“I was backpacking around African when I became friends with some bush pilots. They took me flying and as soon as I was up in the air, I realized that was what I wanted to do – become a pilot,” she tells Runway Girl Network.
While still at university, she started flying in her spare time with the goal of obtaining a private pilot license and building a career in the air. In 1998, McNamara was officially accepted into a BA scholarship program and two years later she began flying 737s for the legacy carrier. In 2006, she moved to the 767.
“I feel privileged to have seen some amazing views from the flight deck – the Northern lights on the way to Canada, the top of Kilimanjaro as you leave Dar es Salaam, Tanzania and of course on a clear night, the iconic skyline of New York City,” McNamara waxes eloquently. “The versatility of the aircraft means you can fly to incredible and diverse destinations all over the world.”
McNamara is a bit of a rare bird – one of 200 women of the 3600 BA pilots. She points out that the 14-month, full time training program does not require a university degree or flying experience, though a couple of flying hours can help at the start. The program is intensive and demanding.
The course is split between classroom work and flying, covering the fundamentals of how an aircraft flies, navigation, hydraulic and electrical systems, weather and global climate conditions. The flight training begins in a single engine aircraft with an instructor, moving up to a twin engine aircraft with dual instruction.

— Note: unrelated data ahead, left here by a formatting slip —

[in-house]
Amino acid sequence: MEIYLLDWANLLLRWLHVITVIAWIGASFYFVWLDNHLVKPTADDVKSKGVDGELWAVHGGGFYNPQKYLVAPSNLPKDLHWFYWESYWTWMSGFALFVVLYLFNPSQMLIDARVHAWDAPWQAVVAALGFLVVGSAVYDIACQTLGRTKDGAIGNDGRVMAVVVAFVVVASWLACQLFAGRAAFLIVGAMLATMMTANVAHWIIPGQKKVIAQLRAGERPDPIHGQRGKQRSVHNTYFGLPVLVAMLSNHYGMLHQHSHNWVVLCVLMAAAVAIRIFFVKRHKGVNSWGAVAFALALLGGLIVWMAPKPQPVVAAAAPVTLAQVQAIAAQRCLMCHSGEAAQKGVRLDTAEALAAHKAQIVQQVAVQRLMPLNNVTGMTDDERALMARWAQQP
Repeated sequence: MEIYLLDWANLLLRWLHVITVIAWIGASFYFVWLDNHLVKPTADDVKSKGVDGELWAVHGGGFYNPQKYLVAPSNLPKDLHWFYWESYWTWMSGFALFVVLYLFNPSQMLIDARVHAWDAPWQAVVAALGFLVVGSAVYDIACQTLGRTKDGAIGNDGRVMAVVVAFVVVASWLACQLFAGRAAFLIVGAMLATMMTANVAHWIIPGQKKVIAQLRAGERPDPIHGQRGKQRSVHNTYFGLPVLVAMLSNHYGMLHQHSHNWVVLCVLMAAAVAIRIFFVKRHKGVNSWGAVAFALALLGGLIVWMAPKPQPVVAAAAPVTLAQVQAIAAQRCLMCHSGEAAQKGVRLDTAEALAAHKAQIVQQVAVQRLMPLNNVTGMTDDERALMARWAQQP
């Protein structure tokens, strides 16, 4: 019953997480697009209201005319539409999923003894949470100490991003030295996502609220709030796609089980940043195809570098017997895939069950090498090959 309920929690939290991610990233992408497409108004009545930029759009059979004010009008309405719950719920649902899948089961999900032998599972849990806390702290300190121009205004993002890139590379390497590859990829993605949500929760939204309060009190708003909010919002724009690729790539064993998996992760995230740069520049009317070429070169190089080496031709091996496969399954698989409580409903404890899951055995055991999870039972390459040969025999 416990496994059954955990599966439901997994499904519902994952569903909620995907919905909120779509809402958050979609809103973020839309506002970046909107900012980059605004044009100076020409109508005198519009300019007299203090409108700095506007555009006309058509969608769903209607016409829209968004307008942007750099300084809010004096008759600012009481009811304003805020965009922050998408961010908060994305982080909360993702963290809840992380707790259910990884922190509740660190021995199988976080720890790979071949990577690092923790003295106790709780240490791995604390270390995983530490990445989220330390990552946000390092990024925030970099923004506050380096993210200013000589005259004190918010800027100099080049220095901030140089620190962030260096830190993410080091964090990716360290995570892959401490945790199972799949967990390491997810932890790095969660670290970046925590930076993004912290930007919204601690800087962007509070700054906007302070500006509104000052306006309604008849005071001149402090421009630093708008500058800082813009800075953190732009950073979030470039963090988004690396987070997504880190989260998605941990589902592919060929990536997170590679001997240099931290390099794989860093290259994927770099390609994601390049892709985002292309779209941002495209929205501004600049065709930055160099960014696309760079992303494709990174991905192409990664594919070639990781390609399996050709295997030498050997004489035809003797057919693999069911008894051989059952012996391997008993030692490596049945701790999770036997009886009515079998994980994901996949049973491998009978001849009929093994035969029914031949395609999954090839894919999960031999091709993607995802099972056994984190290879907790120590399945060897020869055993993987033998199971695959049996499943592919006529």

“You learn to fly using visual references and later how to fly referencing instruments only,” McNamara said. “The last hurdle is a couple of months spent learning the specifics of the particular aircraft you will be flying.”
Because of the size of the airline, McNamara is often teamed with BA pilots or cabin crew she has never met. “It’s an interesting challenge to be able to quickly reach a point where we can all work effectively as one team to ensure our customers experience is the very best possible.”
She offers practical advice for anyone who feels the urge to surge: speak to as many people who fly as possible. Check to see if there are training or scholarship programs that would help finance a few hours of flying. “Go along to a flying club and have a trial flight.” And she points to the British Airways ‘Future Pilot Program’, where completion of the course provides an opportunity to become a BA pilot. Successful students are determined, motivated and share a passion for flying, she says.
Adds McNamara, “I love my job. There’s no other job I would want to do instead. If you’re thinking of becoming a pilot I’d say just go for it!”